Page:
The Halifax Regional Municipality is waiving transit and recreation centre fees for asylum seekers for up to one year.
Halifax regional council agreed to expand the Welcomed in Halifax program (WIH) on Tuesday. The program provides a WIH card to refugees for free public transportation and access to any HRM-owned recreation facility in their first year of settlement.
Along with Tuesday’s addition, the program will now also apply to refugee claimants with rejected claims. The municipality expects about 20 requests per year from asylum seekers, according to a staff report.
HRM has received almost 1,600 refugees since the initial approval of the WIH card in November 2015.
Coun. Russell Walker brought up concerns about waiving the fees for recreation programming. He said many residents in his district cannot afford a recreation centre membership, even after they’ve been officially accepted into Canada.
“I don’t think it is, should I use the word fair? I don’t think we’re treating apples to apples here,” he said in the meeting.
Coun. Waye Mason supported the initiative, as other additional changes could be made for other refugee needs later on.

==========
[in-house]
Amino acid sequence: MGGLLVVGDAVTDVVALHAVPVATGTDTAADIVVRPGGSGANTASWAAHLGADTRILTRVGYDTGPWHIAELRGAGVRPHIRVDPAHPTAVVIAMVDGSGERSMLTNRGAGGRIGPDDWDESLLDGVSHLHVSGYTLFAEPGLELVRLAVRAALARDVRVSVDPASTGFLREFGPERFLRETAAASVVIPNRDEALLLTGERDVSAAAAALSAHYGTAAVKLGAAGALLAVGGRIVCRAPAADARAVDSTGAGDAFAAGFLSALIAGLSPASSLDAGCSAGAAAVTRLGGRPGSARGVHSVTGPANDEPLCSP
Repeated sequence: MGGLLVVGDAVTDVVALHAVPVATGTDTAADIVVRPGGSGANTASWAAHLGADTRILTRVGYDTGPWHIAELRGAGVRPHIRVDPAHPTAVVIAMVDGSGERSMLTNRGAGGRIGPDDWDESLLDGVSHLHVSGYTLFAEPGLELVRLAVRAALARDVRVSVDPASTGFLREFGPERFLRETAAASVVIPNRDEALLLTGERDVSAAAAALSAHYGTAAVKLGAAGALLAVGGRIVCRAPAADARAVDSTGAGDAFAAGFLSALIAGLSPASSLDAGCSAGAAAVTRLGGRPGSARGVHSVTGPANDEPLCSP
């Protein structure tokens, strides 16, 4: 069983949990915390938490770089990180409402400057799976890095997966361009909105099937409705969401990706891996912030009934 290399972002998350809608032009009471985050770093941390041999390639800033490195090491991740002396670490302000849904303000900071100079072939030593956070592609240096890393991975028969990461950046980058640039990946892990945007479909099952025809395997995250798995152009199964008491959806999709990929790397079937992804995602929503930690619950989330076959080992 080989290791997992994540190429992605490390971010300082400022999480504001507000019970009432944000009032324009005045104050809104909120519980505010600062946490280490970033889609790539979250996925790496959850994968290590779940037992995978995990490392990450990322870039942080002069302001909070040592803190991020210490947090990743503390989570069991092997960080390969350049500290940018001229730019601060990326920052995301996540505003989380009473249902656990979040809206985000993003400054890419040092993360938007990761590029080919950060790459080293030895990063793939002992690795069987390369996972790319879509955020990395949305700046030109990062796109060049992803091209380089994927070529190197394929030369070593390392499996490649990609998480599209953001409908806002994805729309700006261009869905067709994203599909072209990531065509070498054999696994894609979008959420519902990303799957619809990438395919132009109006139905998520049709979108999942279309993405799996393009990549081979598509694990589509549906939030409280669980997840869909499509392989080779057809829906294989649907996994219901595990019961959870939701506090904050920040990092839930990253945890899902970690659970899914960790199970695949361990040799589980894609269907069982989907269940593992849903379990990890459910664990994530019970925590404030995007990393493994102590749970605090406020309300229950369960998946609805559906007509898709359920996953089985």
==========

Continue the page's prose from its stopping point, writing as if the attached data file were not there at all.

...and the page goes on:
“The idea is that anybody who is coming to the country for the first time has assistance with recreation and with transit at the same time,” he said. “And so right now what we do is if you’re a refugee, you have access to it.”
Mason said that sometimes refugees can be in Canada for a few years before their claim is processed. These changes to Welcomed in Halifax are expected to make this in-between time financially easier.
“The idea is to simply give them access to the help they need as early as we can,” he said in the discussion.
Annual costs for the HRM in lost revenue for 20 asylum seekers would be approximately $1,700 in transit fees. For recreation programming, at an estimated $100 per individual, the annual cost in lost revenue would come to $2,000.
According to the UN Refugee Agency an “asylum-seeker is someone whose request for sanctuary has yet to be processed.” A refugee is defined as an asylum seeker whose application has been successful.
Numbers from the UN website indicate every year close to one million seek asylum internationally. In 2017 there have been 35 total asylum claimants in Nova Scotia, according to the Canadian government.
Coun. Richard Zurawski spoke from personal experience and said immigration is important.
“We came to Canada with a suitcase and 10 bucks and Canada was gracious to us and provided us as many of the opportunities as we needed,” he said. “And we became functioning citizens of Canada. I support this whole-heartedly.”
Coun. Bill Karsten also spoke in the meeting about being a newcomer to Canada with about “15 dollars and a few suitcases.” Unlike Zurawski, he gave a different view.
“We can’t lose sight of the fact … immigrants do land here that are very successful in their own country. And those are also immigrants that we try to attract and hopefully keep,” he said.
The motion was unanimously approved.